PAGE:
The two essays (Analysis of an Issue and Analysis of an Argument) you type in the textbox provided for the AWA section are each scored on a 6-point
holistic scale. Holistic scoring is based on the overall quality of the
essay. Scoring procedures aim at objectivity and fairness.
It must be emphasized that a single combined score is finally
reported for the GMAT Writing Assessment based on the average of the individual
scores for the two essays.
The essays were graded entirely by human beings (college / university faculty
with experience in writing-intensive courses) prior to 1999. However, under
the new system, a human and a computer program called the 'E-Rater' grade
essays. If the human and the program arrive at the same (or adjacent) score
for an essay, then that is the final score. If the scores differ
significantly (i.e., are not adjacent), a second
human takes a look at the essay and finalizes the score.
Obviously, the E-Rater has very strict standards of evaluation and high
scoring accuracy. So, it is critical that you understand how the E-Rater works and make sure that your essay includes all the important parameters / structures that the E-Rater looks for in an essay. The E-Rater uses a database of hundreds of essays for each of about 270 essay questions that could
appear on the GMAT. The essays in this database are graded on a scale of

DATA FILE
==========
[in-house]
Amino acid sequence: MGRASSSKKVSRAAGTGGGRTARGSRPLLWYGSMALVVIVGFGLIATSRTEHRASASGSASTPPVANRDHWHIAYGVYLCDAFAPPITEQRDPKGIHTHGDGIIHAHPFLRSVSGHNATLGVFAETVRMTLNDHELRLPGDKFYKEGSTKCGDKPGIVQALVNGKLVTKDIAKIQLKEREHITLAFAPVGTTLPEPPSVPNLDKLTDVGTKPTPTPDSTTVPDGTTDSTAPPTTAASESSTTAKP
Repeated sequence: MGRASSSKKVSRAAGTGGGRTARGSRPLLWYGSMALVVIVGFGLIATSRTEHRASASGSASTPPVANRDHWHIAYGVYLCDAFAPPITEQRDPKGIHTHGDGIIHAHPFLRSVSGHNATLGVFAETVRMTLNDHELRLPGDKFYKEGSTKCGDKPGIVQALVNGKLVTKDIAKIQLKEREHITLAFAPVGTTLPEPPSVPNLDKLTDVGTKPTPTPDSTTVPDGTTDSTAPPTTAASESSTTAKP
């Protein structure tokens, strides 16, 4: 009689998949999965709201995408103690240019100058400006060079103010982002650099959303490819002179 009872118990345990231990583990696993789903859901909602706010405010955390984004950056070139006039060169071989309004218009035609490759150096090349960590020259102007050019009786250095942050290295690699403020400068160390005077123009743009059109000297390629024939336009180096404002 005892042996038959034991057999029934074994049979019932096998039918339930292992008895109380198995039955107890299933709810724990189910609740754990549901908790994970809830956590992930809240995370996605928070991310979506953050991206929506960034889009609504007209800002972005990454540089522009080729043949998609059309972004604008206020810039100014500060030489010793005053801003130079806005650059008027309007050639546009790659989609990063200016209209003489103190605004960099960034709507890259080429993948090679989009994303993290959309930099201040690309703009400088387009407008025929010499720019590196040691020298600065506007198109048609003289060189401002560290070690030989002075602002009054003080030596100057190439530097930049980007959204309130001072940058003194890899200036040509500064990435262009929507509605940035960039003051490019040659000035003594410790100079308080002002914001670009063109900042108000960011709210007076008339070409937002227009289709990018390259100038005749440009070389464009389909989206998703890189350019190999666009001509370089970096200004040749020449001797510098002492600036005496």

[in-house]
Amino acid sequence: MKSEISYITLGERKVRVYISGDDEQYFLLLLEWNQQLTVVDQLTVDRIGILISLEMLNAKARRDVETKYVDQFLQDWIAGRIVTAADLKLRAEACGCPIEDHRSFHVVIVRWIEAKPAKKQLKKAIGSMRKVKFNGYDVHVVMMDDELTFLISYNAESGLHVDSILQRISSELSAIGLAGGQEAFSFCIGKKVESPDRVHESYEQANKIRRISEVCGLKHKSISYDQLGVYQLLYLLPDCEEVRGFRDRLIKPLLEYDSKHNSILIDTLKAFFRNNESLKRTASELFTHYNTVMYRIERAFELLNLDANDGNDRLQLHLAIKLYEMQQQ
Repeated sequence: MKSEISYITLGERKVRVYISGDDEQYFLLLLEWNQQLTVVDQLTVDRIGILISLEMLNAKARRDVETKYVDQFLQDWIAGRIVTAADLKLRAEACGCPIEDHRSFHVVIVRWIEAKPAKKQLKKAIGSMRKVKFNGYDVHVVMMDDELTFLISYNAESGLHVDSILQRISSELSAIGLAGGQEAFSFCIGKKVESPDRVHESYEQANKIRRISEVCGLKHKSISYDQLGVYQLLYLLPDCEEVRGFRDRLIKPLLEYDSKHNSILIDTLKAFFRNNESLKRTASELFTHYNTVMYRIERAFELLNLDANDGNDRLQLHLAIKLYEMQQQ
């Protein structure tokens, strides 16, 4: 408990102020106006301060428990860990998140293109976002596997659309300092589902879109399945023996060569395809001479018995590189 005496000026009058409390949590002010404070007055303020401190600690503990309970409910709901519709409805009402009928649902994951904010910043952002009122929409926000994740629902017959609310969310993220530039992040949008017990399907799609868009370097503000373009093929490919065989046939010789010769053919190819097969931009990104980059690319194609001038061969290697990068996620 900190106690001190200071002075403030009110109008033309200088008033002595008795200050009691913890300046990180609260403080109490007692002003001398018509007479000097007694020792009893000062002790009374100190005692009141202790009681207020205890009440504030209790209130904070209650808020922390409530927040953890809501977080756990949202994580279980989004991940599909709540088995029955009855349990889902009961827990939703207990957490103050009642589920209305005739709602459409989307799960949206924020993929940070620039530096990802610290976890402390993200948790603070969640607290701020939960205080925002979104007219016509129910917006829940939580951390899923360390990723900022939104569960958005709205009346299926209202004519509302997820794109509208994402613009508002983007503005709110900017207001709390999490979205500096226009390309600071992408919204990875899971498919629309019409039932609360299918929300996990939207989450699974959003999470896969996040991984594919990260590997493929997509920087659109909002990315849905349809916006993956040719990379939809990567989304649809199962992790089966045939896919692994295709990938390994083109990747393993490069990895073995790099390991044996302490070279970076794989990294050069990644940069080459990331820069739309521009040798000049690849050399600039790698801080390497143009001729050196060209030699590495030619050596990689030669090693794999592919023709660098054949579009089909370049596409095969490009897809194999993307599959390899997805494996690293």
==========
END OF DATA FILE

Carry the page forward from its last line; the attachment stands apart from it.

0-6 and the E-Rater evaluates your essay relative to these essays.
The E-Rater places a large emphasis on structure - your essay should be organized into paragraphs (an introductory paragraph followed by two or three content
paragraphs and a conclusion) and should include the careful use of
transitional words or phrases such as 'I believe', 'furthermore', 'therefore',
'for example', etc. It may be meaningful to begin a new paragraph whenever
you start discussing a new idea.
Note that the E-Rater is not programmed to appreciate
individuality. So a unique or creative essay structure is almost sure to
backfire. Also, make sure you practise typing out essays on a computer
terminal under timed conditions. You have no automatic spell check options
available, so avoid spelling mistakes.
Analysis of an Issue
The essay (Analysis of an Issue) you type in the textbox provided for the
AWA section is scored for its overall quality on a 6-point scale.
You are assessed based on:
- the ideas you have fully developed and coherently organized;
- the issue implications and complexities you have considered;
- the relevant reasons and examples you have provided (from your
experience, observations, reading and studies) to support your viewpoint; and
- the flow of language, the choice of effective words, and the elements of standard written English you have used.
Although occasional spelling,
typographical and grammatical mistakes will not severely affect your score,
serious and recurring errors will adversely affect the overall essay
quality and your score.